In order to keep your team members happy, motivated and engaged, you have to learn how to handle issues at work. As a manager, it is your responsibility to make sure your staff feels safe, comfortable and that you help create a work atmosphere with low amount of drama. To do so, there are several ways we suggest below: pick one of several of them. Be consistent and fair.
Now to think that your firm will be able to be conflict free would be an unrealistic thought. People from different backgrounds, school of thoughts, ages, religions, ethnicities gathered under the same roof will eventually lead to some disagreements, conflicts, arguments and discomfort in the workplace. Although, it is inevitable, as the leader of your organization, it is your duty to minimize the consequences of these conflicts.
The way a leader will step in to help his staff deal with these unfortunate situations will speak louder than the issue itself. It is crucial that leaders do take the situation in their own hands when it happens if not it can cost the firm hundreds, thousands and sometimes millions of dollars. Conflicts can cause anxiety and an extreme amount of unnecessary stress in your staff’s work day. So, follow one or many of the 5 ways suggested here to get to the bottom of the issue.
5 efficient ways a leader should handle conflicts
Acknowledgement: It is essential that as a leader you do not ignore problems. By avoiding an issue, you will only make things worse and create additional frustration among your staff. So, make sure you are proactive. Of course, you can’t be assisting employees solve every little issue occurring every day, but you should be on top of major problems for sure. Arguments left unsolved will slow down the productivity and create possibly absenteeism and certainly very unhappy staff members.
Compromise: Some issues will be solved among employees by exercising fair and open communication, without a supervisor needed. If that is not the case, as a leader, you should intervene and try to guide the parties involved into reaching a satisfying compromise. Unfortunately, there will most of them time someone left dissatisfied with the resolution, but that is normal. Employees also need to learn that they can’t always win, and that they will have to join you and their team and comprise for the best interest of the majority or the company. You should thrive to make them understand that concept.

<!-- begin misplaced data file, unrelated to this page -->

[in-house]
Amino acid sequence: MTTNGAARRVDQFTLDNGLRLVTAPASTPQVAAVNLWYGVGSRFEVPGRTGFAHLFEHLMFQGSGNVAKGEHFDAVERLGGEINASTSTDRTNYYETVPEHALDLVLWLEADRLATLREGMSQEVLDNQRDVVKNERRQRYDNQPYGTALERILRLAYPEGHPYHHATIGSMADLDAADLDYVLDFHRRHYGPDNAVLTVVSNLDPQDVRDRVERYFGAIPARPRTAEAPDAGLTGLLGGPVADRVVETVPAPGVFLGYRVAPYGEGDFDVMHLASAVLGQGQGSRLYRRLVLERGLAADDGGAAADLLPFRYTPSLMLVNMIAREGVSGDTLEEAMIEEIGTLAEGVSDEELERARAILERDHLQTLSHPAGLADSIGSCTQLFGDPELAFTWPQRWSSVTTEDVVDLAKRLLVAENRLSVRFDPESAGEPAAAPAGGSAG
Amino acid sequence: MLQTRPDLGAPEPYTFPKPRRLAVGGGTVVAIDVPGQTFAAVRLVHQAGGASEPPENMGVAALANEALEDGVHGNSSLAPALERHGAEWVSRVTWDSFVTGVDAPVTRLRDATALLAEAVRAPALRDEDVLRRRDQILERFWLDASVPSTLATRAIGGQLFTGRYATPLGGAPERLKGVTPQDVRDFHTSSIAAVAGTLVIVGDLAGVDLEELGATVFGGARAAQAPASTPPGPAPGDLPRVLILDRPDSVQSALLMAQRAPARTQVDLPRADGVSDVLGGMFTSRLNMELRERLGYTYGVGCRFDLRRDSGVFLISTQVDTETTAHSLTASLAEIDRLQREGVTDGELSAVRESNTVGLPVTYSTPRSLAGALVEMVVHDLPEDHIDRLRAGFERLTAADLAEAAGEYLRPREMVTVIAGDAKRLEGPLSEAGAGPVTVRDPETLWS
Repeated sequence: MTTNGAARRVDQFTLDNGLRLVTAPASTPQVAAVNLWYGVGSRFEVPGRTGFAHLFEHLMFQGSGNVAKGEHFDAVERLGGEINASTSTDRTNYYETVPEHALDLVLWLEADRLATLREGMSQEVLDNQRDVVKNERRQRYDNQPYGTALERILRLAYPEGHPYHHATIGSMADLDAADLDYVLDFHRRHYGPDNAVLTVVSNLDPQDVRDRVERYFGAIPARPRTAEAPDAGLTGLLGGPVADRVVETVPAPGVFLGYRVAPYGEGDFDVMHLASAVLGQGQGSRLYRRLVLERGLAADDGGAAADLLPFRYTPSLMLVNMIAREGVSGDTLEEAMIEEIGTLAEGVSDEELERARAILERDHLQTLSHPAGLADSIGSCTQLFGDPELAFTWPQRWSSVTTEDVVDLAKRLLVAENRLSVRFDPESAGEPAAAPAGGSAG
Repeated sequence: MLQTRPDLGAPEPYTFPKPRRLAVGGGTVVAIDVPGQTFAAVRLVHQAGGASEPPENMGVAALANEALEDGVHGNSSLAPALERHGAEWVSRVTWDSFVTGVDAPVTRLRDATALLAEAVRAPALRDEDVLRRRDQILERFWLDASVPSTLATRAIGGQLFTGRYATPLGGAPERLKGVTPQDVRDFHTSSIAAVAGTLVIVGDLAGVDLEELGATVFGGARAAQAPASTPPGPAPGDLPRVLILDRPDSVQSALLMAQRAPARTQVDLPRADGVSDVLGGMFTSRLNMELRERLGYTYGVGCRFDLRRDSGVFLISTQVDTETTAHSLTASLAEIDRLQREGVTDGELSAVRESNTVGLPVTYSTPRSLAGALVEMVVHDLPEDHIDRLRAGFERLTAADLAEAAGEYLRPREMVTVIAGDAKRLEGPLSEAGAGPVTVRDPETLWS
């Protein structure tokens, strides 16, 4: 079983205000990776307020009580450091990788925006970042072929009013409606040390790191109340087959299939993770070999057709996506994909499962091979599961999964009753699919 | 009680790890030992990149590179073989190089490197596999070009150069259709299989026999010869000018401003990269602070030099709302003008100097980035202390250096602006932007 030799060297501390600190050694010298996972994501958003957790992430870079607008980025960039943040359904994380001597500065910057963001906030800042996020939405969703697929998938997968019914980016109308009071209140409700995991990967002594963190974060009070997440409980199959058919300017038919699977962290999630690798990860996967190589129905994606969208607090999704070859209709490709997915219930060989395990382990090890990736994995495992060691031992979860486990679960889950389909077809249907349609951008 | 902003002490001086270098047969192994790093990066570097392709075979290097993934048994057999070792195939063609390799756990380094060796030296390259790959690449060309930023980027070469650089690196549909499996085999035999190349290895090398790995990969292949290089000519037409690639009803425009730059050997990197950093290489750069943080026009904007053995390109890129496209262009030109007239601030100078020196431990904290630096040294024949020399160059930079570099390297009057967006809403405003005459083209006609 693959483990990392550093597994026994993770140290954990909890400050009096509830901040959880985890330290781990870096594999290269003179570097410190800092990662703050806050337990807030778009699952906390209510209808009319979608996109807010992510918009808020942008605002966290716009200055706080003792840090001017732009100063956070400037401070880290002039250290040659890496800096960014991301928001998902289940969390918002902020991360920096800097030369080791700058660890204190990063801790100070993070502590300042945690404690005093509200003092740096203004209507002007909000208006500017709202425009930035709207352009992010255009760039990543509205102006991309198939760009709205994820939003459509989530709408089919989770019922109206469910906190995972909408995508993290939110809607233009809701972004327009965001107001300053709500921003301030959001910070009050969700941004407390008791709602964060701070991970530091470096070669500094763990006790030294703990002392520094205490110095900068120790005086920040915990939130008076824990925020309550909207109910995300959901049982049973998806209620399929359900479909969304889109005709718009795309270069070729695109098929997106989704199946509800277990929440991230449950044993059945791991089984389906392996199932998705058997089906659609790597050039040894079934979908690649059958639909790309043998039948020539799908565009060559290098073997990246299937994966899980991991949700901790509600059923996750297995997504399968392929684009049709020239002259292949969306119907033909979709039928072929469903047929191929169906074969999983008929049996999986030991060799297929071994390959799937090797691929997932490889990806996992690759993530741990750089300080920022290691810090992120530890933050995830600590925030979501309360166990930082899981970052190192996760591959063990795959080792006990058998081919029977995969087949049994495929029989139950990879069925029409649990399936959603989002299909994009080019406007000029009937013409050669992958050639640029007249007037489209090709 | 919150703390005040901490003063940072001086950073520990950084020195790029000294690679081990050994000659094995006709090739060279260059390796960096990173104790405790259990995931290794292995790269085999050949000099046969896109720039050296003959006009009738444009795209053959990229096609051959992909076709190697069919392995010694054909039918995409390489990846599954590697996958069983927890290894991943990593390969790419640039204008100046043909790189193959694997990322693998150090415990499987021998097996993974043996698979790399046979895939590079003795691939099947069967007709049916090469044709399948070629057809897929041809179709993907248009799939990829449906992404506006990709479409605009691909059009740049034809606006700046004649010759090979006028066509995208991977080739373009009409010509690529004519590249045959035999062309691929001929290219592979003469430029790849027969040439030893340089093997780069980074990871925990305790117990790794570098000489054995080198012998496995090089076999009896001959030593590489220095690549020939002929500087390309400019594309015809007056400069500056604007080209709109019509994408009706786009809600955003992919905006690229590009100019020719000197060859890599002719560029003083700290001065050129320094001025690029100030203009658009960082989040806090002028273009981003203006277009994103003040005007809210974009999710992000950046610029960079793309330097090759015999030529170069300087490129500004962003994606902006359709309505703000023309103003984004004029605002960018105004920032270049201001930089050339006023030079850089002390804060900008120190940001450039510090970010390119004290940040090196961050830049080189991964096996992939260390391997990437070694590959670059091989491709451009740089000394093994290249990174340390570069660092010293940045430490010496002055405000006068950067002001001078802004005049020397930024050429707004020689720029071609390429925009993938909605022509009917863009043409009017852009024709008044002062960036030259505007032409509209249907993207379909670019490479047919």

Negotiation: It will be necessary at times to negotiate to arrive to a peaceful compromise. Helping with this process might also be part of your duties as a manager. Embrace it and propose advice and suggestions to the staff involved. Ensure that everything is done peacefully and that the staff members truly listen to each other’s point of views. It’s important to explain all the facts and deal with the reality and not perceptions only; it will make the conflict resolution much simpler.
Agreement: Disagreements might occur when staff members are trying to work together and might have different views or different ideas regarding a specific task or project. Again, difficult decisions and possibly unpopular ones will sometimes have to be made and then some damage control needs to happen. As manager it is essential that you remind your team of the importance to still work as a unit and move forward.
Partnership: Always collaborate and pull together, it is the best way to handle any conflict. This tactic has been proven to be successful as it will involve showing your staff you care and that you understand their position to begin with. It will also imply the involvement of everyone affected by the conflict. This collective effort can eventually be very rewarding, as it does include contributions from everyone and mutual understanding. Your team will benefit from this partnership, and grow stronger. It should also help any future negotiation or conflict resolution to go smoother…hopefully!
Employees and leaders will benefit from working together at solving issues in a calm and civilized manner. The leader’s role is certainly crucial in ensuring that all parties will feel satisfied with the final outcome and that the productivity is maintained.
Michael Klein is a premier writer and speaker on all aspects of human capital. As VP Operations for KDS Staffing, Inc., he has achieved industry-leading success. Michael was awarded, The New York State Small Business Growth Award; presented by Governor George Pataki. Additionally, Michael has successfully grown and sold multiple firms. If you or your organization would like to discuss hiring needs, contact Michael at 646-350-3015 or firstname.lastname@example.org.
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